I’ve got a huge beef with electric scooters in Canada. First off though, I do want to discredit the myth that I dislike them. The opposite of this is true; I prefer electric scooters. Far over gasoline, I would rather have an electric scooter.
Continuing the scooter rescue, I had picked up this 1984 Honda Spree for free from Nanaimo. It was in severely rough shape, having not followed the recommened “Not for offroad use” sticker posted below the gauge cluster. Another sticker posted on these scooters is the tune of “Don’t modify, you’ll just make it slower.” And it’s the truth, for those of you just getting into scooters or other 2 stroke engines, there is a difference in your approach to modifying a 2 stroke versus a 4 stroke. Yes, it’s true, the more an engine breathes, the better the performance, however 4 stroke engines have valves controlling the timing and volume of air entering and exiting the cylinder. That’s a nifty piece of engineering as 2 strokes generally do not have this luxury. Instead, 2 strokes have open holes in the sides of the cylinder, and depending on the position of the piston in the height of it’s stroke, will determine whether air is entering or exiting the cylinder. At one point in the stroke, both intake an exhaust ports are open! What this means is, depending on the pressures on either side of the cylinder, intake and exhaust pressures, air will naturally move to the side with lower pressure. What does this all mean? It means, unlike your 4 stroke car, you can’t just open the exhaust and intake volumes, with mufflers and intake systems, freely without consideration. Both must compliment each other, so that when the piston drops down to exhale and inhale, it’s not just going back and forth through the same/wrong port!
I probably missed a few descriptors, but I whatever.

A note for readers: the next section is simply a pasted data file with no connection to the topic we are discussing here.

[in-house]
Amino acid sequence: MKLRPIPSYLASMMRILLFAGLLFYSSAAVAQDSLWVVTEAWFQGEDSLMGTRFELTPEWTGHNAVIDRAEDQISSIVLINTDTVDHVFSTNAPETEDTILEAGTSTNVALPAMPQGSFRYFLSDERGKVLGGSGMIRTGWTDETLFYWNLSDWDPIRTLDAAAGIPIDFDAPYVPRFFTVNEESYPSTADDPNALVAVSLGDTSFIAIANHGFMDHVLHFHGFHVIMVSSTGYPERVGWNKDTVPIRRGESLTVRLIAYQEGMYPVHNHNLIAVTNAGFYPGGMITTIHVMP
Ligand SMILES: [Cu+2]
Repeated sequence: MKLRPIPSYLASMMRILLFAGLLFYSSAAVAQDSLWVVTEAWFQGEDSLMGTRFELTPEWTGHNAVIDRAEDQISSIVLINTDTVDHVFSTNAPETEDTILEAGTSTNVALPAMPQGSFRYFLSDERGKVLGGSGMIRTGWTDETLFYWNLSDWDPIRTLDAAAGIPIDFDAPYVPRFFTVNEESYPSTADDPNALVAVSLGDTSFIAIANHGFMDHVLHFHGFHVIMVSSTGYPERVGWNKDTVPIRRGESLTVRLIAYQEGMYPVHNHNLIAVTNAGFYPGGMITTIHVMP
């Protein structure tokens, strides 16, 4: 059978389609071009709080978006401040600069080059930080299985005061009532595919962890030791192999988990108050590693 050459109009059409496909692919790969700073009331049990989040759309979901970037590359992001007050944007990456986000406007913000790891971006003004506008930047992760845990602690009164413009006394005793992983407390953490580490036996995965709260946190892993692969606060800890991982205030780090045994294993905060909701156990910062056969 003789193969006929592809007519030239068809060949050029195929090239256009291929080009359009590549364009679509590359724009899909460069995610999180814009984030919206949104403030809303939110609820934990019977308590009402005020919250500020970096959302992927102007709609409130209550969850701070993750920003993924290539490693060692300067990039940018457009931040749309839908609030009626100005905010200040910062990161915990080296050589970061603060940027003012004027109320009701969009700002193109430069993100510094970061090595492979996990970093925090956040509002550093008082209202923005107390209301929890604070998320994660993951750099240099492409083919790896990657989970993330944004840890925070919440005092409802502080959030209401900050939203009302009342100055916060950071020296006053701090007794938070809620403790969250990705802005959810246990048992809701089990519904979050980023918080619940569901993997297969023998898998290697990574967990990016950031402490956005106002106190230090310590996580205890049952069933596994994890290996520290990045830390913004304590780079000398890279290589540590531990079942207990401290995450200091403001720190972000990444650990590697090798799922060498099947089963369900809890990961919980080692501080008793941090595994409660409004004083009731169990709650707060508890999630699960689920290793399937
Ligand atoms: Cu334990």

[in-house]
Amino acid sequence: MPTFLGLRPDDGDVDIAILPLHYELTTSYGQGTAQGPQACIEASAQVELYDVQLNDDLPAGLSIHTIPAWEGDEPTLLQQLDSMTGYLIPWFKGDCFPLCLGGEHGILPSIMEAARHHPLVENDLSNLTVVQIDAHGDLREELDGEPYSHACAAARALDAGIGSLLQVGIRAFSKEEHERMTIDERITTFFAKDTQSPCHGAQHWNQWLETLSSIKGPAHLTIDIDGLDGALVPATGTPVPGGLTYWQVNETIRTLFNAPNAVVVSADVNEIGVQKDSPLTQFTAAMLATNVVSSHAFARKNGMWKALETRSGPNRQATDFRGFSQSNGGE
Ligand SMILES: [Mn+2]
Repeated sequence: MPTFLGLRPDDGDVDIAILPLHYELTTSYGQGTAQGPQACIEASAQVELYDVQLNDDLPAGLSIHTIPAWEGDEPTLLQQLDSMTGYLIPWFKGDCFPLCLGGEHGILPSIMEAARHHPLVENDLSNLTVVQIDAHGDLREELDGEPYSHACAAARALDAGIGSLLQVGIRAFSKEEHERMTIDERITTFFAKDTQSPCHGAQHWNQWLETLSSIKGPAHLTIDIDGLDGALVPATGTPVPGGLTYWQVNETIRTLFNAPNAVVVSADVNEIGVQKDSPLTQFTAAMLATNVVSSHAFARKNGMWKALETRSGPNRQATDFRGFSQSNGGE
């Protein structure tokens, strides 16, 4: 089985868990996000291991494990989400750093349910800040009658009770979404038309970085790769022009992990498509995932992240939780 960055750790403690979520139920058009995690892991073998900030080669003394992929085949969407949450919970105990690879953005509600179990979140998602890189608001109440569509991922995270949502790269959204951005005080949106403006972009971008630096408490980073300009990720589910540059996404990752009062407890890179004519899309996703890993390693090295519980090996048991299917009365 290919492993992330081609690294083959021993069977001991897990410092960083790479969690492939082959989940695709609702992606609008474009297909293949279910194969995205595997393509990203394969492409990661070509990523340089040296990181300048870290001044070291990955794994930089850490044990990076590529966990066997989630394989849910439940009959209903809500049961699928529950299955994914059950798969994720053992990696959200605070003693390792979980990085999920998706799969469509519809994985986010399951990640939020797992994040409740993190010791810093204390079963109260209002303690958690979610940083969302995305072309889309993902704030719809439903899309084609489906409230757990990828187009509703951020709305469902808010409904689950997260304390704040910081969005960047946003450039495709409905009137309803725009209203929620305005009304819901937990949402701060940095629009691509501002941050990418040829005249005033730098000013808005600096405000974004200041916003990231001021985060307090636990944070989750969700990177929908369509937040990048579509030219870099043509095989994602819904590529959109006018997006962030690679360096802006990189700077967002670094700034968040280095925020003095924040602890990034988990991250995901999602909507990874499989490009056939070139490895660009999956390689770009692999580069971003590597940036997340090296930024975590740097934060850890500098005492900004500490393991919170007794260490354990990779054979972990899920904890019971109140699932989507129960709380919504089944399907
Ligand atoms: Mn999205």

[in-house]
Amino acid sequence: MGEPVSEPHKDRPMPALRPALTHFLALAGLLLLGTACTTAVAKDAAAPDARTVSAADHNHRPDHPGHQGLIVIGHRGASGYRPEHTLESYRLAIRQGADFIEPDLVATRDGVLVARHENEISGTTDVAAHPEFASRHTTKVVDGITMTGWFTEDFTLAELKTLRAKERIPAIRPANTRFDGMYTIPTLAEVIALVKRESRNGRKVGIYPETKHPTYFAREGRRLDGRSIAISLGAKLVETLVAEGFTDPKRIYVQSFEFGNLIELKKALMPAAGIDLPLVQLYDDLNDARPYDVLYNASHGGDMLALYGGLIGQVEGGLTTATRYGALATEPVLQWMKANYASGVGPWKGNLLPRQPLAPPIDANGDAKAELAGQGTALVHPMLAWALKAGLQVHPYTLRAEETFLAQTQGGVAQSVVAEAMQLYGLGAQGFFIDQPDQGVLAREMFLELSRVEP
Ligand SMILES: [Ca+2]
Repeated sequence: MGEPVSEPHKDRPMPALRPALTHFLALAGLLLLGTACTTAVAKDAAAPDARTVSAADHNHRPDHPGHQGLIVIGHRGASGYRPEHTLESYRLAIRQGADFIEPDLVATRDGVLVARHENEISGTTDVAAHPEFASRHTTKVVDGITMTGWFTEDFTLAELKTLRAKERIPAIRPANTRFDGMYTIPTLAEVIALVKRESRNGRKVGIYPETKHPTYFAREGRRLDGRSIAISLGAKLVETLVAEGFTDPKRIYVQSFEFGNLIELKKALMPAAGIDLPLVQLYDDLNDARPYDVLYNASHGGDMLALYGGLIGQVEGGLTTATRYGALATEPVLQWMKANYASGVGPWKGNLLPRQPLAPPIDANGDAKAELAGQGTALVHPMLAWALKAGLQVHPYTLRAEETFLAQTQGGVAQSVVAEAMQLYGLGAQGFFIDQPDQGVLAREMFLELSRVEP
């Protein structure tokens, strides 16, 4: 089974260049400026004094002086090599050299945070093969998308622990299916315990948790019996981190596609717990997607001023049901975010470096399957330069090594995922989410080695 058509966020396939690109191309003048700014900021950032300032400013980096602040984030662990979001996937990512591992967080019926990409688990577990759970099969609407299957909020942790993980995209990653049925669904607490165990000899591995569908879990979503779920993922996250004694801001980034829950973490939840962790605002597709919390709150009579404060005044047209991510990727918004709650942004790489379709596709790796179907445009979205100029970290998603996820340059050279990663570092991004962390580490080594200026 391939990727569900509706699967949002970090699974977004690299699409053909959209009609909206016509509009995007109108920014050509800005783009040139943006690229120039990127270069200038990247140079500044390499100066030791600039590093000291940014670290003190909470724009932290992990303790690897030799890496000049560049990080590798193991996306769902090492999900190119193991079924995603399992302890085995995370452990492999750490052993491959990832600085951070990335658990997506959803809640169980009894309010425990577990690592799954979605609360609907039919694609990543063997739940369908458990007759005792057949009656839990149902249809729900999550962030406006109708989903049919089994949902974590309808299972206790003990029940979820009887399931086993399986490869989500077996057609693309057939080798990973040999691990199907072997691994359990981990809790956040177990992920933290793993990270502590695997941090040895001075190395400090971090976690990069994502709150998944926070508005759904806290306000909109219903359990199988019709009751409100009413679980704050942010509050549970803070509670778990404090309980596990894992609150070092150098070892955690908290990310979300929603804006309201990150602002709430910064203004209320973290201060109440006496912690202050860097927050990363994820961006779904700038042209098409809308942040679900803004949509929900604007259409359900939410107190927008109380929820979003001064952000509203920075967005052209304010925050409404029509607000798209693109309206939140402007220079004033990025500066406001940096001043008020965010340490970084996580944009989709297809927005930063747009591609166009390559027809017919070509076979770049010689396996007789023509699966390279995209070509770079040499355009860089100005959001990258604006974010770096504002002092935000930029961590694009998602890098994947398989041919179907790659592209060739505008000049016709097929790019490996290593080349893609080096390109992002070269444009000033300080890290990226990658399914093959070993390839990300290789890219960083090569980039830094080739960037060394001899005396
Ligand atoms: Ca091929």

6 years ago I came up with a wheel design that I had really wanted to see. At the time I did not have the skills to really create an appealing visual to represent my idea. I toiled in my regular 3D programs but couldn’t quite find the right information, create the right shapes and overall present the right idea. The idea was another stuck in my brain, without translation to a good medium for others to see. At the time, I had shared some rough drawings with a designer, he whipped up Solidworks and cranked out some wheels. They looked great, but, his interpretation of my vision was quite liberal aside the original idea. You can see his interpretation here.
I saw promise in these and entertained the idea of manufacturing them. This avenue narrowed, and the road ended fairly quick. Skipping a few years in the future, a girlfriend I was dating at the time was going to a local community college. This community college featured course in CAD. Unable to afford to attend, using her entry I was able to sneak into the computer lab late at nights. While she did homework I spent the next few weeks teaching myself solidworks.
Skipping another few years ahead to the present, I was finally in a financial position to afford a computer quick enough to run solidworks. After a few test pieces recently, I decided to just in head first and build the Centauri wheels the way I had imagined them nearly 6 years ago. So, I present to you, the two piece, adjustable offset, 15×9, dual Bolt Pattern, Speed Hero DP1S Centauri Wheel. Thanks for reading!